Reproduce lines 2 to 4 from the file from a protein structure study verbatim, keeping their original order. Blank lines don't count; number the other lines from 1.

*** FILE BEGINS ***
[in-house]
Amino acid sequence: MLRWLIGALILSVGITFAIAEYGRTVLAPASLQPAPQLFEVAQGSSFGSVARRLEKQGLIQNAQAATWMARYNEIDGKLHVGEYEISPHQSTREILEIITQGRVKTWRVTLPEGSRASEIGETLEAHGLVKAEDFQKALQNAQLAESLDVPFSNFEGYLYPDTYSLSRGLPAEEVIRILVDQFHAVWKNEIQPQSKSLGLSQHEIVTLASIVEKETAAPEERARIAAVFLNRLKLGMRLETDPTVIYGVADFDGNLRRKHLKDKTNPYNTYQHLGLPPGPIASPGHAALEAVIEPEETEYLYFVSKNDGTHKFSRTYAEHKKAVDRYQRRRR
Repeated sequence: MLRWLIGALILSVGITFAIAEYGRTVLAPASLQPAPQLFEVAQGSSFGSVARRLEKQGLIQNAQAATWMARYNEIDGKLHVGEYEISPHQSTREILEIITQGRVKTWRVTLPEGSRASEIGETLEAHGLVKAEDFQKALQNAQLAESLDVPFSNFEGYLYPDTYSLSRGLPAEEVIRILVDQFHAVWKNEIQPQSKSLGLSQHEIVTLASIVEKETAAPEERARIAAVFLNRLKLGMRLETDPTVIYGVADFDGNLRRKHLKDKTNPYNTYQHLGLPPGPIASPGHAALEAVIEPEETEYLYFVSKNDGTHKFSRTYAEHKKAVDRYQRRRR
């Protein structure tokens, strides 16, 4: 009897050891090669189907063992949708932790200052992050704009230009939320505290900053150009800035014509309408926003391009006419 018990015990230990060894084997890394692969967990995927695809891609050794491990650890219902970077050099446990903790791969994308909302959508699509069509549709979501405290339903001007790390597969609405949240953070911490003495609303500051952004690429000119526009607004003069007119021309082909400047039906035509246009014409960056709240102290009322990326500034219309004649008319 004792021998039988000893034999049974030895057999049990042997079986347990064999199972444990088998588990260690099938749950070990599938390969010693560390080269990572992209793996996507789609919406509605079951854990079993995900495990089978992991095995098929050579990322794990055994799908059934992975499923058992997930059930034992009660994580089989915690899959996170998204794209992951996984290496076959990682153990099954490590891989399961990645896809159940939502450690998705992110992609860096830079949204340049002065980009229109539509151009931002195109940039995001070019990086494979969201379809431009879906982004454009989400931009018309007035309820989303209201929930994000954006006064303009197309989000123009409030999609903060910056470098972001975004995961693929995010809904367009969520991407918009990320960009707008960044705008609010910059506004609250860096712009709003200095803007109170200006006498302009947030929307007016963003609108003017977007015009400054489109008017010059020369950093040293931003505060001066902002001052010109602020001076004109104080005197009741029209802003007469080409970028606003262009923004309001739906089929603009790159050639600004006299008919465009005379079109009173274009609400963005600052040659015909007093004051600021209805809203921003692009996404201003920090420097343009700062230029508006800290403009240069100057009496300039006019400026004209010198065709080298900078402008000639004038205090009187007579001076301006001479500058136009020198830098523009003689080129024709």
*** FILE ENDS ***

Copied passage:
Amino acid sequence: MLRWLIGALILSVGITFAIAEYGRTVLAPASLQPAPQLFEVAQGSSFGSVARRLEKQGLIQNAQAATWMARYNEIDGKLHVGEYEISPHQSTREILEIITQGRVKTWRVTLPEGSRASEIGETLEAHGLVKAEDFQKALQNAQLAESLDVPFSNFEGYLYPDTYSLSRGLPAEEVIRILVDQFHAVWKNEIQPQSKSLGLSQHEIVTLASIVEKETAAPEERARIAAVFLNRLKLGMRLETDPTVIYGVADFDGNLRRKHLKDKTNPYNTYQHLGLPPGPIASPGHAALEAVIEPEETEYLYFVSKNDGTHKFSRTYAEHKKAVDRYQRRRR
Repeated sequence: MLRWLIGALILSVGITFAIAEYGRTVLAPASLQPAPQLFEVAQGSSFGSVARRLEKQGLIQNAQAATWMARYNEIDGKLHVGEYEISPHQSTREILEIITQGRVKTWRVTLPEGSRASEIGETLEAHGLVKAEDFQKALQNAQLAESLDVPFSNFEGYLYPDTYSLSRGLPAEEVIRILVDQFHAVWKNEIQPQSKSLGLSQHEIVTLASIVEKETAAPEERARIAAVFLNRLKLGMRLETDPTVIYGVADFDGNLRRKHLKDKTNPYNTYQHLGLPPGPIASPGHAALEAVIEPEETEYLYFVSKNDGTHKFSRTYAEHKKAVDRYQRRRR
């Protein structure tokens, strides 16, 4: 009897050891090669189907063992949708932790200052992050704009230009939320505290900053150009800035014509309408926003391009006419 018990015990230990060894084997890394692969967990995927695809891609050794491990650890219902970077050099446990903790791969994308909302959508699509069509549709979501405290339903001007790390597969609405949240953070911490003495609303500051952004690429000119526009607004003069007119021309082909400047039906035509246009014409960056709240102290009322990326500034219309004649008319 004792021998039988000893034999049974030895057999049990042997079986347990064999199972444990088998588990260690099938749950070990599938390969010693560390080269990572992209793996996507789609919406509605079951854990079993995900495990089978992991095995098929050579990322794990055994799908059934992975499923058992997930059930034992009660994580089989915690899959996170998204794209992951996984290496076959990682153990099954490590891989399961990645896809159940939502450690998705992110992609860096830079949204340049002065980009229109539509151009931002195109940039995001070019990086494979969201379809431009879906982004454009989400931009018309007035309820989303209201929930994000954006006064303009197309989000123009409030999609903060910056470098972001975004995961693929995010809904367009969520991407918009990320960009707008960044705008609010910059506004609250860096712009709003200095803007109170200006006498302009947030929307007016963003609108003017977007015009400054489109008017010059020369950093040293931003505060001066902002001052010109602020001076004109104080005197009741029209802003007469080409970028606003262009923004309001739906089929603009790159050639600004006299008919465009005379079109009173274009609400963005600052040659015909007093004051600021209805809203921003692009996404201003920090420097343009700062230029508006800290403009240069100057009496300039006019400026004209010198065709080298900078402008000639004038205090009187007579001076301006001479500058136009020198830098523009003689080129024709």